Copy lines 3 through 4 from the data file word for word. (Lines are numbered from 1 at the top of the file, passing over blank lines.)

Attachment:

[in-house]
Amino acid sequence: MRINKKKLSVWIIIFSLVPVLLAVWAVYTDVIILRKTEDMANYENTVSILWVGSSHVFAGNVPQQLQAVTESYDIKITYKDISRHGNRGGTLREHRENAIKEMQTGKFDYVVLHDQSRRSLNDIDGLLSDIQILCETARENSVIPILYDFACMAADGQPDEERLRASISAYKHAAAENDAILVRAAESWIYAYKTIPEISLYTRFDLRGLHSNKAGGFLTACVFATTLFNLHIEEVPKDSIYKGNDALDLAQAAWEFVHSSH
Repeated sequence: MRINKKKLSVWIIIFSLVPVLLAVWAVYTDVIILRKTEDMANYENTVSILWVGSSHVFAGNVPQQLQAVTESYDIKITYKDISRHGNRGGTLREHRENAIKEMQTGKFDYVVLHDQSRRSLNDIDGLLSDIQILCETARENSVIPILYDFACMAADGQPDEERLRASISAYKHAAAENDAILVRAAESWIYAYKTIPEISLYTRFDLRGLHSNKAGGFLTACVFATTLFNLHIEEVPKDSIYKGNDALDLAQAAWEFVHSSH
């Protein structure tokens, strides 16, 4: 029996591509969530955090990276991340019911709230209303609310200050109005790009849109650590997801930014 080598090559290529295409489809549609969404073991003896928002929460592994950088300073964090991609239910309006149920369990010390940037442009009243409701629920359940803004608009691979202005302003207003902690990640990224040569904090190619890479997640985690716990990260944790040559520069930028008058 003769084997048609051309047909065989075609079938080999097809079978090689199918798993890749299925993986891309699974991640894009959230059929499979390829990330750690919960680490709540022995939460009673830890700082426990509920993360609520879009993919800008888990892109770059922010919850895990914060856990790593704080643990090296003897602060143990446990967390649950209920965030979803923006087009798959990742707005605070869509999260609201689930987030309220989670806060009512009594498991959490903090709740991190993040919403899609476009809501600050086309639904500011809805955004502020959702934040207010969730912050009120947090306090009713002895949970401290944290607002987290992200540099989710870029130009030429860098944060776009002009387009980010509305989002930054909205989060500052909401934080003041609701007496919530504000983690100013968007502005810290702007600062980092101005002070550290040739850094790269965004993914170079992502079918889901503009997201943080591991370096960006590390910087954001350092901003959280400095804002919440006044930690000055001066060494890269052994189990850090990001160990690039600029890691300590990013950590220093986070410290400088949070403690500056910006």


Repeated sequence: MRINKKKLSVWIIIFSLVPVLLAVWAVYTDVIILRKTEDMANYENTVSILWVGSSHVFAGNVPQQLQAVTESYDIKITYKDISRHGNRGGTLREHRENAIKEMQTGKFDYVVLHDQSRRSLNDIDGLLSDIQILCETARENSVIPILYDFACMAADGQPDEERLRASISAYKHAAAENDAILVRAAESWIYAYKTIPEISLYTRFDLRGLHSNKAGGFLTACVFATTLFNLHIEEVPKDSIYKGNDALDLAQAAWEFVHSSH
């Protein structure tokens, strides 16, 4: 029996591509969530955090990276991340019911709230209303609310200050109005790009849109650590997801930014 080598090559290529295409489809549609969404073991003896928002929460592994950088300073964090991609239910309006149920369990010390940037442009009243409701629920359940803004608009691979202005302003207003902690990640990224040569904090190619890479997640985690716990990260944790040559520069930028008058 003769084997048609051309047909065989075609079938080999097809079978090689199918798993890749299925993986891309699974991640894009959230059929499979390829990330750690919960680490709540022995939460009673830890700082426990509920993360609520879009993919800008888990892109770059922010919850895990914060856990790593704080643990090296003897602060143990446990967390649950209920965030979803923006087009798959990742707005605070869509999260609201689930987030309220989670806060009512009594498991959490903090709740991190993040919403899609476009809501600050086309639904500011809805955004502020959702934040207010969730912050009120947090306090009713002895949970401290944290607002987290992200540099989710870029130009030429860098944060776009002009387009980010509305989002930054909205989060500052909401934080003041609701007496919530504000983690100013968007502005810290702007600062980092101005002070550290040739850094790269965004993914170079992502079918889901503009997201943080591991370096960006590390910087954001350092901003959280400095804002919440006044930690000055001066060494890269052994189990850090990001160990690039600029890691300590990013950590220093986070410290400088949070403690500056910006």